• Lands that have been logged, farmed, grazed, mined, or otherwise used in ways not involving extensive development or alteration of the landscape may also be considered eligible for wilderness designation if, at the time of assessment, the effects of these activities are substantially unnoticeable or their wilderness character could be maintained or restored through appropriate management actions.
  • An area is not excluded from a determination of wilderness eligibility solely because established or proposed management practices require the use of tools, equipment, or structures if those practices are necessary to meet minimum requirements for the administration of the area as wilderness.
  • In the process of determining wilderness eligibility, lands are not excluded solely because of existing rights or privileges (e.g., mineral exploration and development, commercial operations, agricultural development, grazing, or stock driveways). If the National Park Service determines that these lands possess wilderness character, they may be included in the eligibility determination so that they can be considered for designation as wilderness or potential wilderness.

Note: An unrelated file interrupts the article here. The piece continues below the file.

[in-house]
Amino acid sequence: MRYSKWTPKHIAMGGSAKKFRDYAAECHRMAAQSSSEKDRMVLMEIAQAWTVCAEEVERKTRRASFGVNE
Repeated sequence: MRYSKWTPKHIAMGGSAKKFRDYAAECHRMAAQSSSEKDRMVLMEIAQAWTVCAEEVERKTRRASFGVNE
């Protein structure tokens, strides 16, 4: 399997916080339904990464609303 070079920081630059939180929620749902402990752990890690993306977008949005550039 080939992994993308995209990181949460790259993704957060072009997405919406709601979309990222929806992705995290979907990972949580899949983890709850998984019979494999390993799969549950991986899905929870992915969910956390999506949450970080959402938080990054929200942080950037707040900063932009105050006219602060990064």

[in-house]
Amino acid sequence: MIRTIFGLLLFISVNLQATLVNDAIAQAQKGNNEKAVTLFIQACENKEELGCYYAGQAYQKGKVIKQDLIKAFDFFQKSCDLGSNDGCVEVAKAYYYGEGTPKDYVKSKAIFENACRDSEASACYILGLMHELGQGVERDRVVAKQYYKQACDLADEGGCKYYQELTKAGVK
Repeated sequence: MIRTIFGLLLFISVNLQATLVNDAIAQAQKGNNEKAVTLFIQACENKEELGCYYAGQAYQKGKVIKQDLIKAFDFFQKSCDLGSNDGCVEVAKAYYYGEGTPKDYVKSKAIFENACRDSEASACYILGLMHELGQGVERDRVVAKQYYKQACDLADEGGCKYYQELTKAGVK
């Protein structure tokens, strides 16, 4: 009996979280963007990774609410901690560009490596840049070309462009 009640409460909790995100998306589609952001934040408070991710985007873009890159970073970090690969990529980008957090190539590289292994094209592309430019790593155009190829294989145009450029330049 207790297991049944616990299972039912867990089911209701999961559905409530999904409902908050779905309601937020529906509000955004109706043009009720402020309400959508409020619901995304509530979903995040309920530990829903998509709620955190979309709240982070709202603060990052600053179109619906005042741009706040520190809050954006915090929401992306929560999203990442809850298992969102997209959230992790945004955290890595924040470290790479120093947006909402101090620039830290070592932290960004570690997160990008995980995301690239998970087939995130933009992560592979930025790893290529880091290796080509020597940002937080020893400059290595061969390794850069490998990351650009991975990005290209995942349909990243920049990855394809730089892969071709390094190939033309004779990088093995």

• Lands containing aboveground or buried utility lines are normally not considered as eligible for wilderness designation, but they can be considered as eligible for "potential" wilderness designation if there is a long-term intent to remove the lines. No new utility lines may be installed in wilderness, and existing utility lines may not be extended or enlarged except as may be allowed according to the Alaska National Interest Lands Conservation Act (Section 1106 16 USC 1133(c)).
  • Historic features that are primary attractions for park visitors are generally not recommended as eligible for wilderness designation. However, an area that attracts visitors primarily for the enjoyment of solitude and unconfined recreation in a primitive setting may also contain cultural resource features and still be included in wilderness. Historic trails may serve and be maintained as part of the wilderness trail system, as identified and coordinated within an approved wilderness management plan and the park's cultural resource plan. The presence of historic structures does not make an area ineligible for wilderness. A recommendation may be made to include a historic structure in wilderness if (1) the structure would be only a minor feature of the total wilderness proposal; and (2) the structure will remain in its historic state, without development.
  • Dams within or affecting the area being studied do not make a waterway ineligible for wilderness designation. The nature and extent of impacts and the extent to which the impacts can be mitigated would need to be addressed in subsequent wilderness studies.